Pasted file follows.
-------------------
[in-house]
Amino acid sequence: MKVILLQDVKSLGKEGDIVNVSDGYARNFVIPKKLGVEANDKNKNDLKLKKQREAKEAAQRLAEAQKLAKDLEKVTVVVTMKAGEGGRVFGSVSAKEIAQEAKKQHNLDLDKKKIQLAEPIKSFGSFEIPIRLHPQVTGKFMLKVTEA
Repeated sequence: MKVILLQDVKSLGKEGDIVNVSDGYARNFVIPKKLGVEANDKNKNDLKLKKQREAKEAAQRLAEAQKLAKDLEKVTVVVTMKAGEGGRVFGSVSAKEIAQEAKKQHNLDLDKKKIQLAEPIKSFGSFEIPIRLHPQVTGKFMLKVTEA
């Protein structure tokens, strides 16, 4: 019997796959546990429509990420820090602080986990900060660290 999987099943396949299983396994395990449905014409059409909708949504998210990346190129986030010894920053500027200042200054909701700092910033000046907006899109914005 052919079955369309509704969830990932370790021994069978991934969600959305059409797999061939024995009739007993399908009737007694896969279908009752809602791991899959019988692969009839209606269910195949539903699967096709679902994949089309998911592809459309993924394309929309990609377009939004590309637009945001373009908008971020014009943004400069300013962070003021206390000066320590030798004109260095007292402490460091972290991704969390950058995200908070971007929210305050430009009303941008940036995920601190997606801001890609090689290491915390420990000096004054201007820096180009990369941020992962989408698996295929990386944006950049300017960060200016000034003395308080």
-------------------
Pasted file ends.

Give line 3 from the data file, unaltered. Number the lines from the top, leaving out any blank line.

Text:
Repeated sequence: MKVILLQDVKSLGKEGDIVNVSDGYARNFVIPKKLGVEANDKNKNDLKLKKQREAKEAAQRLAEAQKLAKDLEKVTVVVTMKAGEGGRVFGSVSAKEIAQEAKKQHNLDLDKKKIQLAEPIKSFGSFEIPIRLHPQVTGKFMLKVTEA